As I sat down to browse through my April 6 issue of the magazine, I got so hung up on this sentence that I couldn't read any further:
"Wage stagnation has been so severe that working Americans extracted disastrous amounts of equity from their homes and ran up credit card bills just to maintain their standard of living."
I suppose there are a number of ways to respond to this argument, but my response--as an educated, professional, middle class, long-time Nation reader and subscriber--is enough already.
I would describe myself as a person with far left of center politics and values who lives and works (along with just about everyone else) in the middle class world of addictive hyper-consumption. I am an academic, so the overwhelming majority of my colleagues describe themselves as liberal or very liberal. My husband and I come from liberal families. Our friends are liberals. Nonetheless, the majority of people we know over-consume, and quite a few of our friends, family members and colleagues are wringing their hands during this recession--and largely as a result of their own bad choices.
At this point we all know the sins of the Wall Street bankers. We all know that corporations, in conjunction with advertisers, control our minds and dupe us into aspiring to a standard of living that we not only cannot afford but frankly don't deserve.
I could give hundreds of examples, but here are a few: my liberal friends buy brand new SUVs and say ruefully, "I know it's wrong but... I need it." Or they buy their preschool age children matching Gameboys and say, "It's just easier than having to listen to the fighting." My liberal colleagues refuse to take the stairs in our buildings no matter how hard we campaign to save energy or increase physical activity. (Our tallest building is four stories.) But they are bummed out by their rising health care premiums and by how bad they feel all the time.
If I sound judgmental, so be it. I am, I admit. As one wise friend of mine pointed out recently, we are facing a massive paradigm shift. We are rapidly approaching the time when we can no longer live the way we have been living. We cannot afford to consume energy the way we do, exercise as little as we do, poison our food and thus our bodies the way we do, indulge our children and ourselves the way we do, and expect that at some point we won't be paying the price for our lazy, self-serving behavior. And right now it's fine to put the blame on the anonymous corporations for Americans' massive debt and downward mobility, but sooner or later we will have to look in the mirror, and I for one expect The Nation to take the lead in making this happen.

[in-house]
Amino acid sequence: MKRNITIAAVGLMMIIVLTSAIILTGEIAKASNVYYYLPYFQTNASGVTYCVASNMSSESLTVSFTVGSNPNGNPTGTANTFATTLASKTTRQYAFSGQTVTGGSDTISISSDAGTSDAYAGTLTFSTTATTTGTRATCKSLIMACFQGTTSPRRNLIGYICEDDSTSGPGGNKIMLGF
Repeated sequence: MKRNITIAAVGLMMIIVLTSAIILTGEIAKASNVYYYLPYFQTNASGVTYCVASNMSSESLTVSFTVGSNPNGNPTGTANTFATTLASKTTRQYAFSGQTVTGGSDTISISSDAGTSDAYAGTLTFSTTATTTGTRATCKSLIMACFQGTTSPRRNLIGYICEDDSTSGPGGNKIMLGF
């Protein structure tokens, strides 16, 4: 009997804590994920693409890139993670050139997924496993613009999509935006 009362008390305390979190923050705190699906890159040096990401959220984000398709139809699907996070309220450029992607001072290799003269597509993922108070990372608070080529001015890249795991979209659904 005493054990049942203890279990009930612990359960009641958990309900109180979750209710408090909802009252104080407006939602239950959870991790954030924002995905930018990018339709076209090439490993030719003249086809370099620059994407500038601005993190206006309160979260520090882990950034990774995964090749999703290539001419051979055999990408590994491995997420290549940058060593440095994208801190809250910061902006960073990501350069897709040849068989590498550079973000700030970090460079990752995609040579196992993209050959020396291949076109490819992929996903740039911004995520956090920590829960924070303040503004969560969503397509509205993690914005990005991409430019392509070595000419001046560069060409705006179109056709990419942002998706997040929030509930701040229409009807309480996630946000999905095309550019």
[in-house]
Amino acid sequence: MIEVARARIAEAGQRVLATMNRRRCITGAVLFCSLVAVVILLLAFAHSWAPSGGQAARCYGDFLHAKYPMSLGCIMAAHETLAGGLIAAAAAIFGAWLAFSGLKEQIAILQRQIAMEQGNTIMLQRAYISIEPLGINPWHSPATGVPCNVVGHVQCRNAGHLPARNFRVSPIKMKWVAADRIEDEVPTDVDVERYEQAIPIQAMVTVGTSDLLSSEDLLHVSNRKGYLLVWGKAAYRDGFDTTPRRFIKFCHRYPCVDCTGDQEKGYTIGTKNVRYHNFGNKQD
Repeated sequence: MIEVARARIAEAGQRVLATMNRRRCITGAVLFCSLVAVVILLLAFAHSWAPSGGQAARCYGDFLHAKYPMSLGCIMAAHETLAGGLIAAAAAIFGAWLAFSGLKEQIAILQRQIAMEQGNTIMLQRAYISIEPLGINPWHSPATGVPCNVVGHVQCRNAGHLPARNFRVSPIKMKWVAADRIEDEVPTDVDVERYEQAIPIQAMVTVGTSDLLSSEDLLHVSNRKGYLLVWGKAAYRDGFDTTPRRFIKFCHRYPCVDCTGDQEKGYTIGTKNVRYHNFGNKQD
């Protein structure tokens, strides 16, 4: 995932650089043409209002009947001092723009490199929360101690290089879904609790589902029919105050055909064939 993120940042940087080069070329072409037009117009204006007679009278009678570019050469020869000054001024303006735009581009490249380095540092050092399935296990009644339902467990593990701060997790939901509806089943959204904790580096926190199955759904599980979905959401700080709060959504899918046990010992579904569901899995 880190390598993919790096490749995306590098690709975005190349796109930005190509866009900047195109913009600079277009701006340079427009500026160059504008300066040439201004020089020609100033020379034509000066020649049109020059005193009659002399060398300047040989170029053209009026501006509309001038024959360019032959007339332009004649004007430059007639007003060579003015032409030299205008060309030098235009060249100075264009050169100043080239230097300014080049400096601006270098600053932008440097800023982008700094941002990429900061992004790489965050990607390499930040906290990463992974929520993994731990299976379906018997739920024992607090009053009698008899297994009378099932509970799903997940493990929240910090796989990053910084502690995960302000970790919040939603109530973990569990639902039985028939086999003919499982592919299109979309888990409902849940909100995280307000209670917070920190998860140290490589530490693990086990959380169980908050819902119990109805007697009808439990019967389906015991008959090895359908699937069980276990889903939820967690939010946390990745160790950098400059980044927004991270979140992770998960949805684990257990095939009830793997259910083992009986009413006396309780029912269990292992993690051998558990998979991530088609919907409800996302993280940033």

Right now my husband and I are re-watching the prescient documentary Manufacturing Consent, in which Noam Chomsky argues so compellingly for the basic human decency and common sense of the average American, who happens to have surrendered control of her own mind to abstract corporate interests. What a profoundly Marxist rude awakening. Imagine America as a nation of people who can think for themselves, who can resist corporate manipulation, who can experience a shift in values away from finding meaning in things to finding meaning in experiences, communities, and ideas.
The question is, where does this shift begin? What is the tipping point? When you argue against the injustice of Americans being forced to mortgage their homes and max out their credit cards to maintain their standard of living, which Americans are you talking about? The ones with enormous cars that they had to have and no longer want because gas was always going to be cheap and plentiful, the ones with 50" plasma TVs and stacks of DVDs, rooms full of brand new furniture and closets full of shoes, pantries full of over-processed, over-packaged convenience foods? The ones who can't sell their McMansions at any price now that their family's dealership has gone out of business? The ones who refinanced their home so they could buy a new Lexus and are now facing foreclosure? It seems to me that we liberals have pretty well stereotyped all these folks to be Republicans, and therefore somehow more culpable (because they actually vote against our best interests), but these descriptions fit plenty of liberals as well. We are all part of the problem.
The danger with any sweeping argument about the American middle class is that it fails to distinguish between those whose losses have been real and tragic--you've told some of their stories in your magazine--and those whose self-indulgence and greed can now be repackaged as predatory lending.
I find the news about our economy so persistently bleak that I can no longer go forward without some hope that we can broker a new relationship with the world we live in and learn to be different kinds of consumers (and producers!). I refuse to be a victim, and I think the constant attention on the Big Bad Wolves of Wall Street without attention on our blind cooperation with their policies is yet another distraction, as Chomsky would call it, from our ability to be truly reflective and self-possessed citizens in a functioning liberal democracy.
Stacy Bell McQuaide
Mar 31 2009 - 11:08am